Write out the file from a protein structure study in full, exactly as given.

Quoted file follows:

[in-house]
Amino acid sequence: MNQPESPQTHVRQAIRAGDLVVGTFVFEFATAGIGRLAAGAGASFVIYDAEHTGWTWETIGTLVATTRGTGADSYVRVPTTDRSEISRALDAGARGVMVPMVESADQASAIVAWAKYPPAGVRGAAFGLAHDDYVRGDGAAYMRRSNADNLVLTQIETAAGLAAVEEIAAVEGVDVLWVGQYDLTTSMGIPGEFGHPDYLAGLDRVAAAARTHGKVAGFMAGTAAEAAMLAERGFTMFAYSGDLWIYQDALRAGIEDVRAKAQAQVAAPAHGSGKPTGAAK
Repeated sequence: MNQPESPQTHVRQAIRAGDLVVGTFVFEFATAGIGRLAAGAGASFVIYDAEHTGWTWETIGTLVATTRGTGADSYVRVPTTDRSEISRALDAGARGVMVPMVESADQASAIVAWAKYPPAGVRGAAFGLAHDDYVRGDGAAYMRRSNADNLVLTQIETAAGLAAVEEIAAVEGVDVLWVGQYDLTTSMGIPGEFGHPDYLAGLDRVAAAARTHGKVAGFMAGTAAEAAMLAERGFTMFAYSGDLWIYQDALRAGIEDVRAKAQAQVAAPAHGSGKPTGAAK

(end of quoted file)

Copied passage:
[in-house]
Amino acid sequence: MNQPESPQTHVRQAIRAGDLVVGTFVFEFATAGIGRLAAGAGASFVIYDAEHTGWTWETIGTLVATTRGTGADSYVRVPTTDRSEISRALDAGARGVMVPMVESADQASAIVAWAKYPPAGVRGAAFGLAHDDYVRGDGAAYMRRSNADNLVLTQIETAAGLAAVEEIAAVEGVDVLWVGQYDLTTSMGIPGEFGHPDYLAGLDRVAAAARTHGKVAGFMAGTAAEAAMLAERGFTMFAYSGDLWIYQDALRAGIEDVRAKAQAQVAAPAHGSGKPTGAAK
Repeated sequence: MNQPESPQTHVRQAIRAGDLVVGTFVFEFATAGIGRLAAGAGASFVIYDAEHTGWTWETIGTLVATTRGTGADSYVRVPTTDRSEISRALDAGARGVMVPMVESADQASAIVAWAKYPPAGVRGAAFGLAHDDYVRGDGAAYMRRSNADNLVLTQIETAAGLAAVEEIAAVEGVDVLWVGQYDLTTSMGIPGEFGHPDYLAGLDRVAAAARTHGKVAGFMAGTAAEAAMLAERGFTMFAYSGDLWIYQDALRAGIEDVRAKAQAQVAAPAHGSGKPTGAAK